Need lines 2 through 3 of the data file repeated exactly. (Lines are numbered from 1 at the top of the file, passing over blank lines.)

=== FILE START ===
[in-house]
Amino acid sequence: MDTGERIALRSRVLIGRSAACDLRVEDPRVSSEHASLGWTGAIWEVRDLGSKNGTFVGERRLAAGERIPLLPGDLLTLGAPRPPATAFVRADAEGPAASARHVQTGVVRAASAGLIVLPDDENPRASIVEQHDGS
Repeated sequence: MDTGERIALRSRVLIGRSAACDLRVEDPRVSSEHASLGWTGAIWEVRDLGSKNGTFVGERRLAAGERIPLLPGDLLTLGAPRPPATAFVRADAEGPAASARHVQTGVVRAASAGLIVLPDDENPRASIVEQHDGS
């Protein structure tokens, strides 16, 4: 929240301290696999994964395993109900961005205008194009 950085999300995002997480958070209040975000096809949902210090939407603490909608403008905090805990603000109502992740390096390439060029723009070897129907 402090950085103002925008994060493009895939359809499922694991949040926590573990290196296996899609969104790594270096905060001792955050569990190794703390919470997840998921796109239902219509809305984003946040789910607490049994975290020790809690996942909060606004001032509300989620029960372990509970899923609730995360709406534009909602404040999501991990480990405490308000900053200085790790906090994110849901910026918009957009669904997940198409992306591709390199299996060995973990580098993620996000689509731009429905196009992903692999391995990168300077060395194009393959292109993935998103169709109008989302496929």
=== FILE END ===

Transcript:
Amino acid sequence: MDTGERIALRSRVLIGRSAACDLRVEDPRVSSEHASLGWTGAIWEVRDLGSKNGTFVGERRLAAGERIPLLPGDLLTLGAPRPPATAFVRADAEGPAASARHVQTGVVRAASAGLIVLPDDENPRASIVEQHDGS
Repeated sequence: MDTGERIALRSRVLIGRSAACDLRVEDPRVSSEHASLGWTGAIWEVRDLGSKNGTFVGERRLAAGERIPLLPGDLLTLGAPRPPATAFVRADAEGPAASARHVQTGVVRAASAGLIVLPDDENPRASIVEQHDGS